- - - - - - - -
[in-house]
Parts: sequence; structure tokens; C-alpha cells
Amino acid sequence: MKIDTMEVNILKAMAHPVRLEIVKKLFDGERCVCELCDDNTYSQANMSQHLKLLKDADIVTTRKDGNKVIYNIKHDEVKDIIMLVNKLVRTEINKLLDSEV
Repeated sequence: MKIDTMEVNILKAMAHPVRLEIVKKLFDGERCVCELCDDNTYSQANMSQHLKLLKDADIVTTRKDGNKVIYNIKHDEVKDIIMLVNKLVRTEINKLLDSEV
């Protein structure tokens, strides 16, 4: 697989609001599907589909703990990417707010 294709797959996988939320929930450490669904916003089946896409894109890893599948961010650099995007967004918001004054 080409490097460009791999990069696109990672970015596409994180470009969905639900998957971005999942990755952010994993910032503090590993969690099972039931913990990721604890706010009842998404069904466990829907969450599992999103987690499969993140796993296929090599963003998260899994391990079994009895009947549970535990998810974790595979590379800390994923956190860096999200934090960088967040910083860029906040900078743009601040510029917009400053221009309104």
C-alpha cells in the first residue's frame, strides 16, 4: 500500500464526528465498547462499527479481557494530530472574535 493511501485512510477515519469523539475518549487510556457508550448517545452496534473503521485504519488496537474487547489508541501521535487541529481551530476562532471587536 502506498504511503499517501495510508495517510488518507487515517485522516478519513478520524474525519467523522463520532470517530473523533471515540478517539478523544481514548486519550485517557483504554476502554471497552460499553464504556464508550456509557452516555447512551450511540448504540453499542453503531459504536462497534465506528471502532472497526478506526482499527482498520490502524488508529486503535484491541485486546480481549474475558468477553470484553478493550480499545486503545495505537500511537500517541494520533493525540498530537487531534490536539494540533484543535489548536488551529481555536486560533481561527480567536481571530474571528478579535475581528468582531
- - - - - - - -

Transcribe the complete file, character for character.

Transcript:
[in-house]
Parts: sequence; structure tokens; C-alpha cells
Amino acid sequence: MKIDTMEVNILKAMAHPVRLEIVKKLFDGERCVCELCDDNTYSQANMSQHLKLLKDADIVTTRKDGNKVIYNIKHDEVKDIIMLVNKLVRTEINKLLDSEV
Repeated sequence: MKIDTMEVNILKAMAHPVRLEIVKKLFDGERCVCELCDDNTYSQANMSQHLKLLKDADIVTTRKDGNKVIYNIKHDEVKDIIMLVNKLVRTEINKLLDSEV
């Protein structure tokens, strides 16, 4: 697989609001599907589909703990990417707010 294709797959996988939320929930450490669904916003089946896409894109890893599948961010650099995007967004918001004054 080409490097460009791999990069696109990672970015596409994180470009969905639900998957971005999942990755952010994993910032503090590993969690099972039931913990990721604890706010009842998404069904466990829907969450599992999103987690499969993140796993296929090599963003998260899994391990079994009895009947549970535990998810974790595979590379800390994923956190860096999200934090960088967040910083860029906040900078743009601040510029917009400053221009309104």
C-alpha cells in the first residue's frame, strides 16, 4: 500500500464526528465498547462499527479481557494530530472574535 493511501485512510477515519469523539475518549487510556457508550448517545452496534473503521485504519488496537474487547489508541501521535487541529481551530476562532471587536 502506498504511503499517501495510508495517510488518507487515517485522516478519513478520524474525519467523522463520532470517530473523533471515540478517539478523544481514548486519550485517557483504554476502554471497552460499553464504556464508550456509557452516555447512551450511540448504540453499542453503531459504536462497534465506528471502532472497526478506526482499527482498520490502524488508529486503535484491541485486546480481549474475558468477553470484553478493550480499545486503545495505537500511537500517541494520533493525540498530537487531534490536539494540533484543535489548536488551529481555536486560533481561527480567536481571530474571528478579535475581528468582531